Big data can be defined as extremely large data sets that may be analyzed computationally to reveal patterns, trends, and associations, especially relating to human behavior and interactions — it isn’t just data for data’s sake. But how big is big data? Some data management platforms (DMPs) have over 900 million consumer profiles globally with 10,0000 different data points associated with it. To get even close to that amount of data from consumer surveys, you’d have to run about half a billion surveys.
So while big data has been most impactful to programmatic advertising and media, it also provides a lot of opportunity for other marketing efforts and market research. Due to the insight it provides into consumer behavior, as budgets continue to shrink and the speed of decision making continues to increase, big data is necessary.
The 4 V’s of Big Data
Today, big data is bigger than ever with more people engaging and utilizing tools that offer big data integration. However, incorporating big data is a marathon, not a sprint and companies have to take the right steps before making the leap. If you’re not already using big data, before getting started, you’ll want to familiarize yourself with the 4 V’s of big data:
- Volume: the amount of data available
- Variety: the different types of data
- Velocity: how frequent, real-time, or up to date the data is
- Veracity: how accurate and applicable the data is
The biggest challenge when it comes to data is the “veracity” of it. Because there is so much and such a variety of data, it can be difficult to assess its accuracy and application to your business. Discerning the signal from the noise is where most innovation teams will spend their time interpreting the data. In other words, veracity helps to filter through what is important and what is not, and in the end, it generates a deeper understanding of data and how to contextualize it in order to take action.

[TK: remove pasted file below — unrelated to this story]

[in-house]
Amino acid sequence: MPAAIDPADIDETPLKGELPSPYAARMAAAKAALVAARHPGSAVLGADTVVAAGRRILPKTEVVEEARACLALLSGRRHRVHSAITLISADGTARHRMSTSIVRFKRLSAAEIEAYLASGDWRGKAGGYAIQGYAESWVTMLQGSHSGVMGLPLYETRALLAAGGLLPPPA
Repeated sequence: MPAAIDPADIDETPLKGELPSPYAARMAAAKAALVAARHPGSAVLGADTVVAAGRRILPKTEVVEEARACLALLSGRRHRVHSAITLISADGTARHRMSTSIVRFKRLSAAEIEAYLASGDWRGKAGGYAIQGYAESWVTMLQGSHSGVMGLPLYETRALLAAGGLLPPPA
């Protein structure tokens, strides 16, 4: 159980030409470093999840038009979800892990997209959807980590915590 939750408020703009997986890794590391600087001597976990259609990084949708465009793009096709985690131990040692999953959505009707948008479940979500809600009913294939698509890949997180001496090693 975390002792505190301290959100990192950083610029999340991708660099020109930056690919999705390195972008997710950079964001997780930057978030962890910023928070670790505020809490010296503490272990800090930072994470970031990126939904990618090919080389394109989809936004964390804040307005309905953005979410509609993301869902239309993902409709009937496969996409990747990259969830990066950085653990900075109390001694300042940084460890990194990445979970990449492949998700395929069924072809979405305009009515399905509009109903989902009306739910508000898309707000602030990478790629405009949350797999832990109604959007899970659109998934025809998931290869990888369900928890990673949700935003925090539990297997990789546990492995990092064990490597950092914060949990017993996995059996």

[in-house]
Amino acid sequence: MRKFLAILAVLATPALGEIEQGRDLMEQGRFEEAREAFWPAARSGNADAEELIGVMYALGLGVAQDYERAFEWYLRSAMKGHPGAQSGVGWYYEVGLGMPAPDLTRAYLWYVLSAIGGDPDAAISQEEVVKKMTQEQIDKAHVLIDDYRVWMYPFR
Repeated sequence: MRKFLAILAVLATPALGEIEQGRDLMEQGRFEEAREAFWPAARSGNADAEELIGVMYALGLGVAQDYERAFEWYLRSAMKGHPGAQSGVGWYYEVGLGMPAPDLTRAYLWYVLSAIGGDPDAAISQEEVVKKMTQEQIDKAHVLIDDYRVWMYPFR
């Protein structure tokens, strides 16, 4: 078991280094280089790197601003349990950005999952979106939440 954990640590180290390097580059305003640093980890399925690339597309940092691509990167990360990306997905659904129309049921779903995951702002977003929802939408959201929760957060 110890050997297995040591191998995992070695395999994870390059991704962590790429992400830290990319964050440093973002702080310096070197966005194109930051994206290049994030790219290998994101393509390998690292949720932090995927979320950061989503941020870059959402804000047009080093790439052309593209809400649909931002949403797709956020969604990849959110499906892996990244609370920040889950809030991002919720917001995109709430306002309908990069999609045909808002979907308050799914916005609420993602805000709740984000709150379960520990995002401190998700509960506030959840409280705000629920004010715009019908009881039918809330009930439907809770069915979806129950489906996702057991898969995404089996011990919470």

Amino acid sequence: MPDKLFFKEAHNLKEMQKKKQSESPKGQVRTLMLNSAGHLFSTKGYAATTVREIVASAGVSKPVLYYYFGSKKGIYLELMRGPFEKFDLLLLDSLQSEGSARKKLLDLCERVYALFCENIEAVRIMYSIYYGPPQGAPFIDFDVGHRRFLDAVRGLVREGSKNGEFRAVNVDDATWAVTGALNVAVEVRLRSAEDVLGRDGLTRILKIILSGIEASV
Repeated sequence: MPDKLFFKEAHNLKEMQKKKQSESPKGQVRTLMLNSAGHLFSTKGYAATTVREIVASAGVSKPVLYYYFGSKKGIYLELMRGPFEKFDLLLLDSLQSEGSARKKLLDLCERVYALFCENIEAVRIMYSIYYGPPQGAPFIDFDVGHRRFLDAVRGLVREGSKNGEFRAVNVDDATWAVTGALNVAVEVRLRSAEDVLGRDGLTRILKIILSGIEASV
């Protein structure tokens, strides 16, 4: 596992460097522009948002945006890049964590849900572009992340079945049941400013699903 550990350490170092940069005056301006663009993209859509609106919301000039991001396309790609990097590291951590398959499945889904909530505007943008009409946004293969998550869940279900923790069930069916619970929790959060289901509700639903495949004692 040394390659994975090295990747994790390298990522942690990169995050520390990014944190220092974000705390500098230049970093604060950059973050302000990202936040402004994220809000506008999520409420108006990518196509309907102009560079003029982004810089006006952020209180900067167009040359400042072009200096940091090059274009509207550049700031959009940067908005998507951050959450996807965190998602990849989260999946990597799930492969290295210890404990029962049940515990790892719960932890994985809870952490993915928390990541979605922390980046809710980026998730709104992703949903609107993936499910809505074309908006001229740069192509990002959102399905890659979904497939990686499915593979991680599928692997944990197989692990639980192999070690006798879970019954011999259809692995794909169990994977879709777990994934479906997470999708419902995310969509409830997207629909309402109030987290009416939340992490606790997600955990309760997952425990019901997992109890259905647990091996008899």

Data Veracity: The Most Important “V”
Data veracity, in general, is how accurate or truthful a data set may be. In the context of big data, however, it takes on a bit more meaning. More specifically, when it comes to the accuracy of big data, it’s not just the quality of the data itself but how trustworthy the data source, type, and processing of it is. Removing things like bias, abnormalities or inconsistencies, duplication, and volatility are just a few aspects that factor into improving the accuracy of big data.
Unfortunately, sometimes volatility isn’t within our control. The volatility, sometimes referred to as another “V” of big data, is the rate of change and lifetime of the data. An example of highly volatile data includes social media data, where sentiments and trending topics change quickly and often. Less volatile data would look something more like weather trends that change less frequently and are easier to predict and track.